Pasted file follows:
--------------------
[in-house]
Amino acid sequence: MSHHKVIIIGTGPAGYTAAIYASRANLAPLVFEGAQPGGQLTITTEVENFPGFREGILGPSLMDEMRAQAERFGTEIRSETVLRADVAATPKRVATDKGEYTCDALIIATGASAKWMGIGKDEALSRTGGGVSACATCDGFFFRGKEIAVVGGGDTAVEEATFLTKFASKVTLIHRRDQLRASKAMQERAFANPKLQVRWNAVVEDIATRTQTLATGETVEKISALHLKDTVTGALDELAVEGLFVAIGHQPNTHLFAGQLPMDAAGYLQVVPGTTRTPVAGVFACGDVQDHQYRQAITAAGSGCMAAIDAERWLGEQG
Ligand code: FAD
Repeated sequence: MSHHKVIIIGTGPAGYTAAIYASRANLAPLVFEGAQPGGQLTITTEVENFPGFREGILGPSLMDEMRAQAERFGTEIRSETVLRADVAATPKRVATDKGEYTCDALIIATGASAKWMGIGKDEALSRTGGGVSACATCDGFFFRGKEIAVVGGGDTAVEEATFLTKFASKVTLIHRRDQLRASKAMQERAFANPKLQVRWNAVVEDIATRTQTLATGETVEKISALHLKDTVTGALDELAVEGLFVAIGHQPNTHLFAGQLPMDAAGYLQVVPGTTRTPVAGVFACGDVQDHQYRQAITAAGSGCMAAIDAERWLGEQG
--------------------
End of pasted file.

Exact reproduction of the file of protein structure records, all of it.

[in-house]
Amino acid sequence: MSHHKVIIIGTGPAGYTAAIYASRANLAPLVFEGAQPGGQLTITTEVENFPGFREGILGPSLMDEMRAQAERFGTEIRSETVLRADVAATPKRVATDKGEYTCDALIIATGASAKWMGIGKDEALSRTGGGVSACATCDGFFFRGKEIAVVGGGDTAVEEATFLTKFASKVTLIHRRDQLRASKAMQERAFANPKLQVRWNAVVEDIATRTQTLATGETVEKISALHLKDTVTGALDELAVEGLFVAIGHQPNTHLFAGQLPMDAAGYLQVVPGTTRTPVAGVFACGDVQDHQYRQAITAAGSGCMAAIDAERWLGEQG
Ligand code: FAD
Repeated sequence: MSHHKVIIIGTGPAGYTAAIYASRANLAPLVFEGAQPGGQLTITTEVENFPGFREGILGPSLMDEMRAQAERFGTEIRSETVLRADVAATPKRVATDKGEYTCDALIIATGASAKWMGIGKDEALSRTGGGVSACATCDGFFFRGKEIAVVGGGDTAVEEATFLTKFASKVTLIHRRDQLRASKAMQERAFANPKLQVRWNAVVEDIATRTQTLATGETVEKISALHLKDTVTGALDELAVEGLFVAIGHQPNTHLFAGQLPMDAAGYLQVVPGTTRTPVAGVFACGDVQDHQYRQAITAAGSGCMAAIDAERWLGEQG